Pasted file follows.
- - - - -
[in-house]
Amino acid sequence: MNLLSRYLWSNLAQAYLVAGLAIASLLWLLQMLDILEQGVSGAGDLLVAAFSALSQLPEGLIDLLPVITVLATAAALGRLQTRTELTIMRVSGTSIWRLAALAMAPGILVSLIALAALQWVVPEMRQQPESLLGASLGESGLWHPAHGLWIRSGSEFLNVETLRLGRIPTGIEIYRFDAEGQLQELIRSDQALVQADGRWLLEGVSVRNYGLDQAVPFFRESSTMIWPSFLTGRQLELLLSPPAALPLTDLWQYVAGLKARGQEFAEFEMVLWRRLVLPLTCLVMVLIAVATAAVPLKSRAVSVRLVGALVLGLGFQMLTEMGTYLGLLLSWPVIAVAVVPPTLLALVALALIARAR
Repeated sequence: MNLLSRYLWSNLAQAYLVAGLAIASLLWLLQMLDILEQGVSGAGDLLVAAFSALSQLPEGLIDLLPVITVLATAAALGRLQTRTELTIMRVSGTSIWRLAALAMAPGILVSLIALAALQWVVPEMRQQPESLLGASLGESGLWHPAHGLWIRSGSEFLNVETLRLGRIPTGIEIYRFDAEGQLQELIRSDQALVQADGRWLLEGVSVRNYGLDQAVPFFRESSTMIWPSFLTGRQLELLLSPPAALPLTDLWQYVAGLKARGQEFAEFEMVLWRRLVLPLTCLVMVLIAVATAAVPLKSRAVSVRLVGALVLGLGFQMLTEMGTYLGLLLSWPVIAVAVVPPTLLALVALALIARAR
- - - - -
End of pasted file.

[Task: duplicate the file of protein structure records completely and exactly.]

[in-house]
Amino acid sequence: MNLLSRYLWSNLAQAYLVAGLAIASLLWLLQMLDILEQGVSGAGDLLVAAFSALSQLPEGLIDLLPVITVLATAAALGRLQTRTELTIMRVSGTSIWRLAALAMAPGILVSLIALAALQWVVPEMRQQPESLLGASLGESGLWHPAHGLWIRSGSEFLNVETLRLGRIPTGIEIYRFDAEGQLQELIRSDQALVQADGRWLLEGVSVRNYGLDQAVPFFRESSTMIWPSFLTGRQLELLLSPPAALPLTDLWQYVAGLKARGQEFAEFEMVLWRRLVLPLTCLVMVLIAVATAAVPLKSRAVSVRLVGALVLGLGFQMLTEMGTYLGLLLSWPVIAVAVVPPTLLALVALALIARAR
Repeated sequence: MNLLSRYLWSNLAQAYLVAGLAIASLLWLLQMLDILEQGVSGAGDLLVAAFSALSQLPEGLIDLLPVITVLATAAALGRLQTRTELTIMRVSGTSIWRLAALAMAPGILVSLIALAALQWVVPEMRQQPESLLGASLGESGLWHPAHGLWIRSGSEFLNVETLRLGRIPTGIEIYRFDAEGQLQELIRSDQALVQADGRWLLEGVSVRNYGLDQAVPFFRESSTMIWPSFLTGRQLELLLSPPAALPLTDLWQYVAGLKARGQEFAEFEMVLWRRLVLPLTCLVMVLIAVATAAVPLKSRAVSVRLVGALVLGLGFQMLTEMGTYLGLLLSWPVIAVAVVPPTLLALVALALIARAR